Back-to-School – Working with Teachers to Identify Speech and Language Problems

Kids are Going Back to School – Working with your child’s teacher to identify speech and language problems early on is critical to ensuring his/her success at school.


Back to school- working with your child's teacher to identify speech and language issuesAs children return to the school classroom and play yard this year much will be expected of them in the areas of oral communication and listening skills. While the summer time offered great opportunity for children to build the sensory motor skills needed for playing and learning, they also had a break from the often complicated auditory and language world that school presents them.

If you have had concerns about the rate of your child’s speech acquisitions, their attention, socialization, ability to follow direction, answer questions, verbally problem solve, express themselves and emotionally handle communicating with their environment and those in it, we suggest you talk to your teachers at the beginning of the school year to make them aware of your concerns and to discuss ways  to help your child be successful. As parents we know more about our children’s strengths and challenges than anyone else. Give your teacher a head start by meeting with them either before school starts or within the first 4 weeks. Often when children struggle with sensory motor and or speech and language processing their behaviors can be misinterpreted as personality traits;  Controlling, sensitive, shy, aggressive, avoidant, rigid. Truth be told, these behaviors, if not properly identified, can hamper a child’s academic success as early as pre-school.  We are setting students up for success if we identify and support as early as possible.

Knowing who to turn to for information is key. Seek guidance from your school, pediatrician, friends and online. You will find answers. Sometimes it is very clear what your child’s speech and language needs are… “my child cannot say the “s “sound.” Other times it is not so clear… “My 3 year old is hitting at school, not using words to communicate easily and is always on the go.” The combination of Sensory Integration trained Occupational Therapists and Speech and Language Therapists working together is often critical when searching for the underlying root of the challenges your child is presenting with. A collaborative therapy center offers you, the parent, with guidance and a whole child approach as your child grows.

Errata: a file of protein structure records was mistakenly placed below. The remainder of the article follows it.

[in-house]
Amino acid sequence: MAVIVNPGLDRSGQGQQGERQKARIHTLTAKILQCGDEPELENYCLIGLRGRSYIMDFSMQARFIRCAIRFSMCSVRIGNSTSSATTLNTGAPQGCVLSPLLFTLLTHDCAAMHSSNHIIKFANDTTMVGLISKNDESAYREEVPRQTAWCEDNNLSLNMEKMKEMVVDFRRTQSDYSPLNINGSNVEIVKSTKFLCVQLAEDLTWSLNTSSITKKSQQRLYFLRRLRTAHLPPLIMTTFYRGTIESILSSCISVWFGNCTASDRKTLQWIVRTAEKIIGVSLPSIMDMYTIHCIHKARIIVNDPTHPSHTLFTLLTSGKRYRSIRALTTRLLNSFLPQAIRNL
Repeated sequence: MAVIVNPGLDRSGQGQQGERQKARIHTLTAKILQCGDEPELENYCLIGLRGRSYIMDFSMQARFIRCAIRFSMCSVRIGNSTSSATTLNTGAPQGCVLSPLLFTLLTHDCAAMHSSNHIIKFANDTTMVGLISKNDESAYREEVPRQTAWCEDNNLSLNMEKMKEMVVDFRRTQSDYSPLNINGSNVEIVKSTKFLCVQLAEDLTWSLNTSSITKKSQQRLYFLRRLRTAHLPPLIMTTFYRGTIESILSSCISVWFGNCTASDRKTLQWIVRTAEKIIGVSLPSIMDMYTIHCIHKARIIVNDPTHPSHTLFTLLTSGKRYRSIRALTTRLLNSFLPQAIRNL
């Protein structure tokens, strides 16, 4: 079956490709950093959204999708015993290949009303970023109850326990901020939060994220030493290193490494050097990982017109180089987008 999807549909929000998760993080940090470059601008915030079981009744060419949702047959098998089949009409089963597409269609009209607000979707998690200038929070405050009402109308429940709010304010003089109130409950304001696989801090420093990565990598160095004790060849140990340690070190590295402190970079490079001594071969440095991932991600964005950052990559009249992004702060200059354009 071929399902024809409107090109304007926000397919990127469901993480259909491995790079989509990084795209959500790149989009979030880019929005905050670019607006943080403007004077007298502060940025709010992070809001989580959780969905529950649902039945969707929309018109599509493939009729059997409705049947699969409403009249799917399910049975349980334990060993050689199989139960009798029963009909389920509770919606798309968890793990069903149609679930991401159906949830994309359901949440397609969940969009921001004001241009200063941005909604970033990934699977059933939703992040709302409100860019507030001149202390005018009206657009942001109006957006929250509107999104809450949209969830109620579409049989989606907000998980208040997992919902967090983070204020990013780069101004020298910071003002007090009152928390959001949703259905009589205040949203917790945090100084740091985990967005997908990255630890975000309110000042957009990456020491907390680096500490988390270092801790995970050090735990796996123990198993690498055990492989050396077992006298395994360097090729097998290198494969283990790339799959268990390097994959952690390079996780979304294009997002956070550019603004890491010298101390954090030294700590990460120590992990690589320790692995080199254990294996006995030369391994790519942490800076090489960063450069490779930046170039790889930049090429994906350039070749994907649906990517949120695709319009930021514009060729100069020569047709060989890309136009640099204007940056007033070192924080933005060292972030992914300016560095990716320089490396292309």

Not all communication challenges are rooted in a speech and language disorder. But it is imperative that this be ruled in or out through a thorough assessment process. If you child is under the age of 5 it should be a play based assessment and your child should be made to feel as relaxed and comfortable as possible in a new environment. Make sure that the environment has play space and is not a small office. If your child is older make sure the therapist is skilled in identifying language based learning challenges and works closely with an educational therapist as these services often work side by side.

For more information on speech and language development and age related indicators that your child may need help please refer to this chart .

Speech and Language issues by the numbers:

Speech or language problems can lead to reading and writing difficulties which in turn lead to serious educational consequences.

  • Some 17-20% of children in the United States have difficulties learning to read.
  • More than 70% of teachers believe that students who receive speech and language services demonstrate improved pre-reading, reading, or reading comprehension skills.
  • Most poor readers have an early history of spoken language deficits.
  • A recent study reported that 2nd graders who read poorly had phonemic awareness or spoken language problems in kindergarten.
  • About 41% of fourth grade boys and 35% of fourth grade girls read below grade level.
  • Overall, communication disorders affect approximately 42 million Americans. Of these, 28 million have a hearing loss and 14 million have a speech or language disorder.

***Statistics provided by ASHA (American Speech-Language-Hearing Association



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